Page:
Velocity Reviews - Computer Hardware Reviews

Velocity Reviews > Newsgroups > Computing > Digital Photography > Proportions of 10D viewfinder compared to 8x10 crop

Reply
Thread Tools

Proportions of 10D viewfinder compared to 8x10 crop

 
 
Jay Stalman
Guest
Posts: n/a
 
      08-05-2004
I find that when I compose and frame a shot using the viewfinder of
the 10D which should be proportioned like a 35mm slide/negative, the
proportions are much different than an 8x10 crop. (Which would be a
common size to print) In other words, there are critical parts of the
composition that HAVE to be cut off when trying to constrain the
proportions to 8x10. The 5x7 proportions are much closer, and the 4x6
proportions are almost exact, but that doesn't work for enlargements.
Any advice on getting things to fit? Thnaks a lot.
Jay
 
Reply With Quote
 
 
 
 
usenet@imagenoir.com
Guest
Posts: n/a
 
      08-05-2004
Kibo informs me that http://www.velocityreviews.com/forums/(E-Mail Removed) (Jay Stalman) stated that:

>I find that when I compose and frame a shot using the viewfinder of
>the 10D which should be proportioned like a 35mm slide/negative, the
>proportions are much different than an 8x10 crop. (Which would be a
>common size to print) In other words, there are critical parts of the
>composition that HAVE to be cut off when trying to constrain the
>proportions to 8x10. The 5x7 proportions are much closer, and the 4x6
>proportions are almost exact, but that doesn't work for enlargements.
>Any advice on getting things to fit? Thnaks a lot.


The 10D is an SLR, & it uses the same aspect ratio as film SLRs, which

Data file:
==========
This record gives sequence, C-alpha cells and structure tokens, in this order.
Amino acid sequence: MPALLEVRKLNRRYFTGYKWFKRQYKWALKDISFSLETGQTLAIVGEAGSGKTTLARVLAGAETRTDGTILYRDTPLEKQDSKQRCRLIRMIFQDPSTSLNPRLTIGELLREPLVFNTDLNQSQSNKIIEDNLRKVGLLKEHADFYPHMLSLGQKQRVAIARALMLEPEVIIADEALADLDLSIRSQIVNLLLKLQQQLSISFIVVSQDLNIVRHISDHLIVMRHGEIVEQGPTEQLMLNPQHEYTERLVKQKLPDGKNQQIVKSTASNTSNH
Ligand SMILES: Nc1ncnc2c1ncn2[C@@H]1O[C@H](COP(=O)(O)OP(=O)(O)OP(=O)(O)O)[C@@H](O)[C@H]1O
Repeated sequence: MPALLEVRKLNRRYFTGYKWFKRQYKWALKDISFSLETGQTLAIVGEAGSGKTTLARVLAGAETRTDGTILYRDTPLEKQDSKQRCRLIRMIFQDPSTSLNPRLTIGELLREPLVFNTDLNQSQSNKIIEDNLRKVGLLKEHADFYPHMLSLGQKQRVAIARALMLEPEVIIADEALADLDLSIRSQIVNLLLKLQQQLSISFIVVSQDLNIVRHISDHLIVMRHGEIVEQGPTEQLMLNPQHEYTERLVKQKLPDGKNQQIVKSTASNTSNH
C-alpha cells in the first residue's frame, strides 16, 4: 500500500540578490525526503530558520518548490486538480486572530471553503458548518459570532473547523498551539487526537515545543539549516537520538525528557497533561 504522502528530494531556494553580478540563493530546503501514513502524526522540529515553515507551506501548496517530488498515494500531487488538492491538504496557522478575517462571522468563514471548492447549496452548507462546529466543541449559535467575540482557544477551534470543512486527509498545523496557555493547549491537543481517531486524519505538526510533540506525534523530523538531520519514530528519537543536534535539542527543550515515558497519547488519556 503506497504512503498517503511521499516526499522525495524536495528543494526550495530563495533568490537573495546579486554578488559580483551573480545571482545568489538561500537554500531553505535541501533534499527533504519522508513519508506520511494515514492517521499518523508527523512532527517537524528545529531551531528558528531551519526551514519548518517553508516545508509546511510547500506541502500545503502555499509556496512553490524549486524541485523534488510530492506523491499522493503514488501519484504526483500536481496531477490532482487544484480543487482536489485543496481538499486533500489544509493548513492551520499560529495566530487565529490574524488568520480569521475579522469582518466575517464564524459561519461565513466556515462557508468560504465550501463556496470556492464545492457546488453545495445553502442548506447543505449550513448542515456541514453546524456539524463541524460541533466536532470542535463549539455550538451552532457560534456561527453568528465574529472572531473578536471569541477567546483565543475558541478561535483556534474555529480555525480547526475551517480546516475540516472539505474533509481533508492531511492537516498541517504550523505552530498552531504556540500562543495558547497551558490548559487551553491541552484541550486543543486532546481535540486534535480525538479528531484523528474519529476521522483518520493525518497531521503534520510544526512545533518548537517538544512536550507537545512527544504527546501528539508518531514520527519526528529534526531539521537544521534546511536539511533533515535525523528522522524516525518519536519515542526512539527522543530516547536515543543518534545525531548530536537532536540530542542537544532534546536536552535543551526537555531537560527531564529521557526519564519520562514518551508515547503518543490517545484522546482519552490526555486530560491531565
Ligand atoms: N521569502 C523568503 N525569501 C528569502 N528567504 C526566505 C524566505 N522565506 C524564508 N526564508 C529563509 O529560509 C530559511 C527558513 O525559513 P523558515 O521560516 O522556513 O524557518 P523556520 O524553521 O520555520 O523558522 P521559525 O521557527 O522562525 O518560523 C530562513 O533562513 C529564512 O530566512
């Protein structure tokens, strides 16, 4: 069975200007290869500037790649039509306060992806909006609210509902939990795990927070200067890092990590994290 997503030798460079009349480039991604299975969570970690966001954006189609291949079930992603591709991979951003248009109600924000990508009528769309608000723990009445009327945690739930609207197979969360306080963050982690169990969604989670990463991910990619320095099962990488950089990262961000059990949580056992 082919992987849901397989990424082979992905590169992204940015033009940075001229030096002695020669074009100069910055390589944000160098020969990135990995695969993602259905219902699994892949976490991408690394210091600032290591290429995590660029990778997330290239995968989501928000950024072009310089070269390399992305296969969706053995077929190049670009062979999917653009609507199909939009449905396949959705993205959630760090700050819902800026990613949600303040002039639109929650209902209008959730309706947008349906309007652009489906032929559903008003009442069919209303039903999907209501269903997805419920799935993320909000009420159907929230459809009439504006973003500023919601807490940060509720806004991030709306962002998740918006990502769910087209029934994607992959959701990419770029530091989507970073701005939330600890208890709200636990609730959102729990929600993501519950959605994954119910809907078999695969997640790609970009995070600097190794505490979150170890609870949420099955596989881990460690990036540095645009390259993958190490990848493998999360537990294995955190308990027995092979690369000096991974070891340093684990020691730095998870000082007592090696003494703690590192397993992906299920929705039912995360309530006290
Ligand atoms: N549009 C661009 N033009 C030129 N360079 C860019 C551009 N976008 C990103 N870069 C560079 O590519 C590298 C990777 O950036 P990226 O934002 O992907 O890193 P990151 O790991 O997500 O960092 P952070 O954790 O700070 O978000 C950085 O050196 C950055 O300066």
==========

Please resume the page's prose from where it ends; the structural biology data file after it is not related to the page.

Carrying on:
is 2:3. You could try either printing at 8x12, (which is what I do ,
instead of 8x10, or just crop to a 3:4 ratio if you want to print to
8x10 or any other 3:4 ratio size.

--
W
. | ,. w , "Some people are alive only because
\|/ \|/ it is illegal to kill them." Perna condita delenda est
---^----^---------------------------------------------------------------
 
Reply With Quote
 
 
 
 
Mark B.
Guest
Posts: n/a
 
      08-05-2004

"Jay Stalman" <(E-Mail Removed)> wrote in message
news:(E-Mail Removed) m...
> I find that when I compose and frame a shot using the viewfinder of
> the 10D which should be proportioned like a 35mm slide/negative


Actually, the image proportion is the same as a 35mm slide - 1x1.5 so of
course a full-frame print would yield a 8"x12"; it's right on for a 4"x6".
It's just something you have to keep in mind when composing the shot - keep
a little extra room on one side or the other, or both if you know you're
shooting for an 8x10.

Mark


 
Reply With Quote
 
Skip M
Guest
Posts: n/a
 
      08-05-2004
"Jay Stalman" <(E-Mail Removed)> wrote in message
news:(E-Mail Removed) m...
> I find that when I compose and frame a shot using the viewfinder of
> the 10D which should be proportioned like a 35mm slide/negative, the
> proportions are much different than an 8x10 crop. (Which would be a
> common size to print) In other words, there are critical parts of the
> composition that HAVE to be cut off when trying to constrain the
> proportions to 8x10. The 5x7 proportions are much closer, and the 4x6
> proportions are almost exact, but that doesn't work for enlargements.
> Any advice on getting things to fit? Thnaks a lot.
> Jay